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Sydney Trains will cut about 94 services a week from Monday as part of what it describes as a tweak to the rail timetable after the network suffered a major meltdown two months ago.
The changes – representing fewer than 1 per cent of the thousands of services each week –will mainly affect the Northern, North Shore, Bankstown, Cumberland and Carlingford lines.
Sydney Trains chief executive Howard Collins said the services to be cut were mostly late at night or early in the morning, and Opal data showed them to have low patronage levels.
“We are re-using the train resources and the driver resources. We don't want to run trains when people are not using them,” he said.
“Some of these services are at 4.30 in the morning or after midnight.”
A high-level report, released last month, into the rail network’s ability to recover from major incidents following the meltdown on January 8 and 9, found it remained vulnerable to disruption because it was ‘‘complex and tangled’’ due to multiple branches of lines, cross overs and junctions.
The short-term measures recommended included reducing services with “very low patronage” during off-peak periods to improve incident recovery during the morning and evening peaks, recruiting more drivers and upgrading old communication systems.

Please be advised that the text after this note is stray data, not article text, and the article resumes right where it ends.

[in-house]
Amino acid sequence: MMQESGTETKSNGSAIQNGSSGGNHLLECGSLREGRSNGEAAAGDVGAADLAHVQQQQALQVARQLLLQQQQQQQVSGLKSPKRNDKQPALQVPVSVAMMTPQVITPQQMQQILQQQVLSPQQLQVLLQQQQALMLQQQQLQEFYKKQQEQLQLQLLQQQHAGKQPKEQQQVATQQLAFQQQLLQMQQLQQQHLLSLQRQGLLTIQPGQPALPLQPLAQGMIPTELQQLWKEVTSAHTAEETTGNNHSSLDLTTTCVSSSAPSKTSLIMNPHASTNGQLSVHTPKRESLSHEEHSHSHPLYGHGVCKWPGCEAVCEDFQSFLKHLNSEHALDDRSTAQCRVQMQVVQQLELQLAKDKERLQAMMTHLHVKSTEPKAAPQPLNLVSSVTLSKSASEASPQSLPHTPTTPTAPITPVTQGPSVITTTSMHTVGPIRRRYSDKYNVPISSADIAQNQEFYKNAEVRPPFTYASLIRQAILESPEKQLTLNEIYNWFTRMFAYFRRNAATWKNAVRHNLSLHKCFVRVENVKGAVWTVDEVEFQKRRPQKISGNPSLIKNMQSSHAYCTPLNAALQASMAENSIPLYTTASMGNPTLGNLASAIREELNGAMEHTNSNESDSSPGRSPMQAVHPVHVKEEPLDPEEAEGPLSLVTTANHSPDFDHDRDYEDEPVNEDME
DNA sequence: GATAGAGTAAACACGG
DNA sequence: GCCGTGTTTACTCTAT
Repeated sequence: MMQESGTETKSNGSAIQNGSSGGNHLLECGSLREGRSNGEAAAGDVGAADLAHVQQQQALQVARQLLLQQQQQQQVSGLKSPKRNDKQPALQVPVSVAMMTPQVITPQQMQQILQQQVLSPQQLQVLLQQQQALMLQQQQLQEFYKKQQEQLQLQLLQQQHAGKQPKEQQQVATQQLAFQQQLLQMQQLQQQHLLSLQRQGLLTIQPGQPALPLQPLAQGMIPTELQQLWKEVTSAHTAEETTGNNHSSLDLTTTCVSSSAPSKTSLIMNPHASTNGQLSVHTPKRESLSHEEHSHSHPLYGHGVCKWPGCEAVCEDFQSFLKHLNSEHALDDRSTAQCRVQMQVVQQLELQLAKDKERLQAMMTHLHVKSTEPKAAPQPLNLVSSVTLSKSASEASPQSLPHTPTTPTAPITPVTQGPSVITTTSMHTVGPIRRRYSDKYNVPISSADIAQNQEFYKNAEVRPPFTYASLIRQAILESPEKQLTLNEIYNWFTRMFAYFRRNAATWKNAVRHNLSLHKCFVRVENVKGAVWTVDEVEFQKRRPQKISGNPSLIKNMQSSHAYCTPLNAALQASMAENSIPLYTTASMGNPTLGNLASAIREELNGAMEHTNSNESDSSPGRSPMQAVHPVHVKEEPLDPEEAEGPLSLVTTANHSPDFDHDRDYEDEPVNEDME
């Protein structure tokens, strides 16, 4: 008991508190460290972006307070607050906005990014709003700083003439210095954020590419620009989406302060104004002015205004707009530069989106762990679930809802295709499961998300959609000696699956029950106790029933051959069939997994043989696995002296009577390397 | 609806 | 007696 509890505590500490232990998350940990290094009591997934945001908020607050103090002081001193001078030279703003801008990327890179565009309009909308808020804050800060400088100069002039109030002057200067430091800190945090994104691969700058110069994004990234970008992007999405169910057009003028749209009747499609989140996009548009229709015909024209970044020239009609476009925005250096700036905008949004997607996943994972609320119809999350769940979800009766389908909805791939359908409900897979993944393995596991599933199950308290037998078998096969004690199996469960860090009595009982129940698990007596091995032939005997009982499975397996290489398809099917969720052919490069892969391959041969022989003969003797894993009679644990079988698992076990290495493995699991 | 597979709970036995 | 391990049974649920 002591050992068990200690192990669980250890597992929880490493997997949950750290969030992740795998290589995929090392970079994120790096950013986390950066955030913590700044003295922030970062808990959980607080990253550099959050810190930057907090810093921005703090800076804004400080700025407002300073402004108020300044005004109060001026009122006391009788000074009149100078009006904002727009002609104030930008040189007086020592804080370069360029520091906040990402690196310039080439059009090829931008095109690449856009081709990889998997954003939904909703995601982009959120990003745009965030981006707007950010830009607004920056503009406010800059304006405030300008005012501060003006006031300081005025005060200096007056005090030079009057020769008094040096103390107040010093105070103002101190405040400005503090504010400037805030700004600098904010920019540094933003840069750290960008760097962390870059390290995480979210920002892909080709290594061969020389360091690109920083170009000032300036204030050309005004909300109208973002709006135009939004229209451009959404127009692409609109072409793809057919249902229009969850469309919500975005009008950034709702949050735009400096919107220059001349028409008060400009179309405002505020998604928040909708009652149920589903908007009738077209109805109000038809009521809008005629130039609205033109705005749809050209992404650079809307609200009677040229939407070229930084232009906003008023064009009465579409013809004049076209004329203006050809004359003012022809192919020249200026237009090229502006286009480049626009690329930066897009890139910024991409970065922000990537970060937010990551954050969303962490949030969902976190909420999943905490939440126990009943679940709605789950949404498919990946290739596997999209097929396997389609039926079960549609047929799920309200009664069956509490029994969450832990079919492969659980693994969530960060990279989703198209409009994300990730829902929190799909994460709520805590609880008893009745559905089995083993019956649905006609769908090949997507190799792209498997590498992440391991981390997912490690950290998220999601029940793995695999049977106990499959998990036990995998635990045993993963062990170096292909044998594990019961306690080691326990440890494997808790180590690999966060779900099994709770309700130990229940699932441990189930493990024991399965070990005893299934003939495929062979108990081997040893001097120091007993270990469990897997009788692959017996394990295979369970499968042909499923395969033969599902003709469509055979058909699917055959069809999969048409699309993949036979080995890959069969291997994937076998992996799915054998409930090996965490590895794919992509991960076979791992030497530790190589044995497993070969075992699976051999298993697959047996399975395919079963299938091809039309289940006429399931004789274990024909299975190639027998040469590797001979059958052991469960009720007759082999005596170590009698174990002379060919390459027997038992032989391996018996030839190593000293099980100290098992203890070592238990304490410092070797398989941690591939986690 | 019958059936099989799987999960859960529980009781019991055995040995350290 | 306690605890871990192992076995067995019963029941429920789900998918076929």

A new timetable introduced on November 26 was blamed by Labor and rail unions for reducing the ability of the system to recover from delays caused by major incidents.
Labor's transport spokeswoman, Jodi McKay, said the government needed to be “up front and tell people” what services would be cut and where, rather than wait to find out on Monday.
On Wednesday morning, passengers experienced delays on the Western, Northern and North Shore lines after a train broke down near Broadmeadow and signal equipment needed urgent repairs. About 20 passengers on the train had to be helped off and transferred to other services.
The operational challenges come as about 11,500 rail workers decide on whether to accept a new enterprise agreement in a ballot that begins on Thursday.
The proposed deal includes a 3 per cent annual pay increase for three years, a one-off $1000 payment, 64 weeks paid redundancy, and an extended travel pass on public transport.
Sydney Trains chief executive Howard Collins says the services to be cut are mostly late at night or early in the morning.
Photo: Nick Moir
The proposed annual pay rise is 0.5 percentage points above the cap on NSW public sector wages of 2.5 per cent. The government said the pay deal for rail workers did not breach the cap because it was offset by “employee-related savings”.
Transport Minister Andrew Constance urged rail workers to “support the deal” which he said was a “very attractive proposition” for staff.
“We are not getting too much negative feedback,” he said.
The ballot closes on March 23.
This article first appeared on www.smh.com.au
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